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Position-restricted substring searching. (English) Zbl 1145.68392
Correa, José R. (ed.) et al., LATIN 2006: Theoretical informatics. 7th Latin American symposium, Valdivia, Chile, March 20–24, 2006. Proceedings. Berlin: Springer (ISBN 3-540-32755-X/pbk). Lecture Notes in Computer Science 3887, 703-714 (2006).
Summary: A full-text index is a data structure built over a text string $$T[1,n]$$. The most basic functionality provided is $$(a)$$ counting how many times a pattern string $$P[1,m]$$ appears in $$T$$ and $$(b)$$ locating all those $$occ$$ positions. There exist several indexes that solve $$(a)$$ in $$O(m)$$ time and $$(b)$$ in $$O(occ)$$ time. In this paper we propose two new queries, $$(c)$$ counting how many times $$P[1,m]$$ appears in $$T[l,r]$$ and $$(d)$$ locating all those $$occ_{l,r}$$ positions. These can be solved using $$(a)$$ and $$(b)$$ but this requires $$O(occ)$$ time. We present two solutions to $$(c)$$ and $$(d)$$ in this paper. The first is an index that requires $$O(n \log n)$$ bits of space and answers $$(c)$$ in $$O(m+\log n)$$ time and $$(d)$$ in $$O(\log n)$$ time per occurrence (that is, $$O(occ_{l,r} \log n)$$ time overall). A variant of the first solution answers $$(c)$$ in $$O(m+\log \log n)$$ time and $$(d)$$ in constant time per occurrence, but requires $$O(n\log ^{1+\epsilon } n)$$ bits of space for any constant $$\epsilon > 0$$. The second solution requires $$O(n m \log \sigma )$$ bits of space, solving $$(c)$$ in $$O(m \lceil \log \sigma / \log \log n \rceil )$$ time and $$(d)$$ in $$O(m \lceil \log \sigma / \log \log n \rceil )$$ time per occurrence, where $$\sigma$$ is the alphabet size. This second structure takes less space when the text is compressible.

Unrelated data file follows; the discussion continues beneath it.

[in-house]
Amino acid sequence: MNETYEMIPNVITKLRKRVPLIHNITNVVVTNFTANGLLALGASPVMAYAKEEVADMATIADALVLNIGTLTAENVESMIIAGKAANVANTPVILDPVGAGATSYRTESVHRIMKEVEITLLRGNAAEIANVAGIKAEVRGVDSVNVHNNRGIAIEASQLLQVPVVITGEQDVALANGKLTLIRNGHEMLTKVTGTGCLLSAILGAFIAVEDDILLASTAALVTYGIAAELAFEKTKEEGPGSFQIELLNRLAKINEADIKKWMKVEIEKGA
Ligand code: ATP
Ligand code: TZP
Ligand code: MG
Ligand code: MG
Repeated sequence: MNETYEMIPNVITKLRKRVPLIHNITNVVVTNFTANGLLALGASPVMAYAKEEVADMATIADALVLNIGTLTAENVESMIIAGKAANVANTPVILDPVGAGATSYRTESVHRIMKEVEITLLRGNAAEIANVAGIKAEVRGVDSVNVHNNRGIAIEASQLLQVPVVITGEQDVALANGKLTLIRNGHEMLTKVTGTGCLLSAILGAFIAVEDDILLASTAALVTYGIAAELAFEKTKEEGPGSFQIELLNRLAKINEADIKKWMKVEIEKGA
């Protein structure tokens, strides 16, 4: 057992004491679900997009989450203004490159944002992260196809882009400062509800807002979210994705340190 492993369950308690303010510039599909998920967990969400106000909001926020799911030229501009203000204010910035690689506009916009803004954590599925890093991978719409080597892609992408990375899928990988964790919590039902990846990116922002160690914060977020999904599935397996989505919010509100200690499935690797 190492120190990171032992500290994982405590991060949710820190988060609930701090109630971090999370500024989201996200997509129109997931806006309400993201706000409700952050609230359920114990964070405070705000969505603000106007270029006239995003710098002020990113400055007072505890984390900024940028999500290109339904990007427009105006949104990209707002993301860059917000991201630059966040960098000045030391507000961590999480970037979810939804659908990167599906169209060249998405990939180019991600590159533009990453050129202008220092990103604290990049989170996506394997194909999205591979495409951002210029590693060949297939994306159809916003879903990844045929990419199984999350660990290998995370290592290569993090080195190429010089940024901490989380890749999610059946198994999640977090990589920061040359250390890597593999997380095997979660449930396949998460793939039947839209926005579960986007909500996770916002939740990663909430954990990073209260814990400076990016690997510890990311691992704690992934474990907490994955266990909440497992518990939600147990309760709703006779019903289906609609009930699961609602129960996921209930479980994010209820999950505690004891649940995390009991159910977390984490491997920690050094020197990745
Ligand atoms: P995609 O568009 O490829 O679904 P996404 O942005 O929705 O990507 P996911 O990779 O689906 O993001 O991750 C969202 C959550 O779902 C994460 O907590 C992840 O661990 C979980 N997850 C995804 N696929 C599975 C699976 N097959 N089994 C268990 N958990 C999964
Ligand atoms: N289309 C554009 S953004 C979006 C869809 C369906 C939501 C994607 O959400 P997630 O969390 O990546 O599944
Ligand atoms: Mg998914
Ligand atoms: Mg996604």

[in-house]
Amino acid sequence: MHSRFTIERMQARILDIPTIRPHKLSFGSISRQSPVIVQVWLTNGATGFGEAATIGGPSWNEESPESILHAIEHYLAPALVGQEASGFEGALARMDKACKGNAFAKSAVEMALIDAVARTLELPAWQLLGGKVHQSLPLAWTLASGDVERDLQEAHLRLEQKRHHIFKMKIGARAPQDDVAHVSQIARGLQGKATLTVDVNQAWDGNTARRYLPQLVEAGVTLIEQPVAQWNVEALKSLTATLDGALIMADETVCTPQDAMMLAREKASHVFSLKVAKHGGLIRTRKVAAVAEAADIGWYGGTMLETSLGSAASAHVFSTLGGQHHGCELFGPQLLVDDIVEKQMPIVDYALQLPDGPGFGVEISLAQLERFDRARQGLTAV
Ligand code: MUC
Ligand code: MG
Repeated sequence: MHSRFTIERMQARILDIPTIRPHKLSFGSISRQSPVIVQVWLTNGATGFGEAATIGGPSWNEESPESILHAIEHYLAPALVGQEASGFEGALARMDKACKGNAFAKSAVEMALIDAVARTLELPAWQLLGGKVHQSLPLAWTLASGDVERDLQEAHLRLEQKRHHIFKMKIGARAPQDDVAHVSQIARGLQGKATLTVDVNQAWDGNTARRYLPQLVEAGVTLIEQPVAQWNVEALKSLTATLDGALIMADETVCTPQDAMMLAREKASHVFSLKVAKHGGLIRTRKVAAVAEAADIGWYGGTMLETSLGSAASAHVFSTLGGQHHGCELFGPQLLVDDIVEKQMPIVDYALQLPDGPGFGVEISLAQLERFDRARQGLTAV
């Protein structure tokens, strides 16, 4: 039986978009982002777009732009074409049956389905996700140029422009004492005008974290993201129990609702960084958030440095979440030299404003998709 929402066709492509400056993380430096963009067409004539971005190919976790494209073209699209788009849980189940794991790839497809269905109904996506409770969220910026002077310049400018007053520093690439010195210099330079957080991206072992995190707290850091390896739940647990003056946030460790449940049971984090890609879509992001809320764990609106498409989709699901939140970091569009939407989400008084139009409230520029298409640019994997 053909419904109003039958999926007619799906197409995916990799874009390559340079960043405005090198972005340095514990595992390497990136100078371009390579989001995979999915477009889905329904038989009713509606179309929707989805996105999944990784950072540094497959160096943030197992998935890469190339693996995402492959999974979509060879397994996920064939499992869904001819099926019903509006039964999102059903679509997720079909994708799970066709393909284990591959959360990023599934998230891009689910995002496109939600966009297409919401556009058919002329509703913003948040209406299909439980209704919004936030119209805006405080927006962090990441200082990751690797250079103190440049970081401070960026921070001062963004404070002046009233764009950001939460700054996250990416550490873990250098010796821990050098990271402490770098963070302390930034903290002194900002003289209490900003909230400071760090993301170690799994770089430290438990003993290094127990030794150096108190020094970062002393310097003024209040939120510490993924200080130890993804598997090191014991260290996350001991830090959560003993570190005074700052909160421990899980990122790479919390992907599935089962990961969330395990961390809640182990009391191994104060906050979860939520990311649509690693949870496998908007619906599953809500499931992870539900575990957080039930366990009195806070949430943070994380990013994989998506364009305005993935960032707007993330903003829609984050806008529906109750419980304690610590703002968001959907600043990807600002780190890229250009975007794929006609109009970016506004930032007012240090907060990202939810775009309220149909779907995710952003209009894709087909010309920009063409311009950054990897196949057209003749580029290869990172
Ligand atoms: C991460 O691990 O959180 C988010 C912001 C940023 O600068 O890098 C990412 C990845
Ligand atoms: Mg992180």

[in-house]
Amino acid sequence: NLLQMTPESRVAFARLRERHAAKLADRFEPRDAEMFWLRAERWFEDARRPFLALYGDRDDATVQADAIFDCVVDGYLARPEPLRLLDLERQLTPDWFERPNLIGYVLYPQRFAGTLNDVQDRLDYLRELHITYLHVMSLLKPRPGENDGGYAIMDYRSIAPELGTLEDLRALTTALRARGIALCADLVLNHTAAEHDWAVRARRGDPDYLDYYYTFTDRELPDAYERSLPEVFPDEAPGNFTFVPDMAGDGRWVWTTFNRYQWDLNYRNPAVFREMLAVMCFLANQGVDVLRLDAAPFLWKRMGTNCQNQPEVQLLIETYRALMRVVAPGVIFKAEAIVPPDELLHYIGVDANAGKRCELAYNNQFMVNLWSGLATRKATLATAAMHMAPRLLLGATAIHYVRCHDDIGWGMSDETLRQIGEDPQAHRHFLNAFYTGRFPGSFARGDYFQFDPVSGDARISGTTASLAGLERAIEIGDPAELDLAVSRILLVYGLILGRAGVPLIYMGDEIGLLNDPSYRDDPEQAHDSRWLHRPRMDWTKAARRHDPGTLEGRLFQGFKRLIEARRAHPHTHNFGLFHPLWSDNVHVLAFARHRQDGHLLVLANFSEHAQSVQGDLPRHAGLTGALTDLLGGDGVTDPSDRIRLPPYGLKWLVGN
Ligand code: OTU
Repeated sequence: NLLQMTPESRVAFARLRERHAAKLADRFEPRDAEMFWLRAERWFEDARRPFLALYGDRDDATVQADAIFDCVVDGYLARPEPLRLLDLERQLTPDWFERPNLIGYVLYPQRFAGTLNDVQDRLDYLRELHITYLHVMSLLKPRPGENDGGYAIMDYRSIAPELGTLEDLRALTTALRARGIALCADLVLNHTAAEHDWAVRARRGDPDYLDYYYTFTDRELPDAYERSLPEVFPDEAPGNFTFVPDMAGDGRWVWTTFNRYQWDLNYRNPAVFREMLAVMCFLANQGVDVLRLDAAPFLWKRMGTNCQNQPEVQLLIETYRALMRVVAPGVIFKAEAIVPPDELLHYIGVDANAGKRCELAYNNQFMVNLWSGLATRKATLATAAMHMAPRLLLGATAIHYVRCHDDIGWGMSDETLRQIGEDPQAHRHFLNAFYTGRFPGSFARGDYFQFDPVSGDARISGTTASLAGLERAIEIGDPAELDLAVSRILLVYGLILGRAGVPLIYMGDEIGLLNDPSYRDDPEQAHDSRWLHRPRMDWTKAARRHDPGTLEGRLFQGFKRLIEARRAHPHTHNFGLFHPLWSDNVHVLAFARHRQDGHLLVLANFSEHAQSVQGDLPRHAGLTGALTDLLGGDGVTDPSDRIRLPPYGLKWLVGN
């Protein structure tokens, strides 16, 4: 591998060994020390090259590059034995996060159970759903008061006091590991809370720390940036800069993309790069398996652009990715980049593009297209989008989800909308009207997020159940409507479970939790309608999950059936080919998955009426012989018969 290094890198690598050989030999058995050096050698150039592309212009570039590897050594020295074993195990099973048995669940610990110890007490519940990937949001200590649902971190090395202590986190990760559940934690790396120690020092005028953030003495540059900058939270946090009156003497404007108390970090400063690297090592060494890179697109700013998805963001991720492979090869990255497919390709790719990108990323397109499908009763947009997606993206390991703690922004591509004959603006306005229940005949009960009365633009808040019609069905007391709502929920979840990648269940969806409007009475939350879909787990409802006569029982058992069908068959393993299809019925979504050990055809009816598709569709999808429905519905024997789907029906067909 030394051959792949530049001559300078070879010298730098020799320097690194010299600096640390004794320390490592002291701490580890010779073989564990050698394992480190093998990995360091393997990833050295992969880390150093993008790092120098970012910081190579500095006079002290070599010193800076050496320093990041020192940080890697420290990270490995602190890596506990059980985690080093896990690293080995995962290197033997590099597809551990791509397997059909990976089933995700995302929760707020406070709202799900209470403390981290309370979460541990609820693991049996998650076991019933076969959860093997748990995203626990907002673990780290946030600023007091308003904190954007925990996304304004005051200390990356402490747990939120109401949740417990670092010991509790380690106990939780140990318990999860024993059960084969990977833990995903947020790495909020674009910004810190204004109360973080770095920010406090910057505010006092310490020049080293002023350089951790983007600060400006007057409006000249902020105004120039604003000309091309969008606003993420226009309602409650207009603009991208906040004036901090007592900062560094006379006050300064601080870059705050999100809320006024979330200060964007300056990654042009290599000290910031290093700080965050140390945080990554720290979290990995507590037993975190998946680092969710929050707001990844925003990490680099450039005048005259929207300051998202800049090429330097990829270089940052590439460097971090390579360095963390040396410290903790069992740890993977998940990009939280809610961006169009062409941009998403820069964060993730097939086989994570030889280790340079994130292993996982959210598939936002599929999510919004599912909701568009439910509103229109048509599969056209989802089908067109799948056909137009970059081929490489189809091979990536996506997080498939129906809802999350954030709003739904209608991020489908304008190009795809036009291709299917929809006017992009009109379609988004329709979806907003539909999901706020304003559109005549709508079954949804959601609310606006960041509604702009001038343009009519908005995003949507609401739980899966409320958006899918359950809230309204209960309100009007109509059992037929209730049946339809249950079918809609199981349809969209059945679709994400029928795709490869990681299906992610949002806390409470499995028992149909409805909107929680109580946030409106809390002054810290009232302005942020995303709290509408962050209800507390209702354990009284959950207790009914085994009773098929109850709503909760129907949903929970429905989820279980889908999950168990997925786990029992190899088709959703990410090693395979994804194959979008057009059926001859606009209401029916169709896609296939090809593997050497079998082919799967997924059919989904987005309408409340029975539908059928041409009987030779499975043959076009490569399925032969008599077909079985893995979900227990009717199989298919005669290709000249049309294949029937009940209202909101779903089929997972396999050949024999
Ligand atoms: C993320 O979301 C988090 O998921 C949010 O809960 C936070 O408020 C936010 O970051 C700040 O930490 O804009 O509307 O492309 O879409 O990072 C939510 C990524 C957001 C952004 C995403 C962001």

Our solutions can be seen as a generalization of rank and select dictionaries, which allow computing how many times a given character $$c$$ appears in a prefix $$T[1,i]$$ and also locate the $$i$$-th occurrence of $$c$$ in $$T$$. Our solution to $$(c)$$ extends character rank queries to substring rank queries, and our solution to $$(d)$$ extends character select to substring select queries.
As a byproduct, we show how rank queries can be used to implement fractional cascading in little space, so as to obtain an alternative implementation of a well-known two-dimensional range search data structure by Chazelle. We also show how Grossi et al.’s wavelet trees are suitable for two-dimensional range searching, and their connection with Chazelle’s data structure.
For the entire collection see [Zbl 1096.68003].

##### MSC:
 68P05 Data structures 68P10 Searching and sorting 68W05 Nonnumerical algorithms
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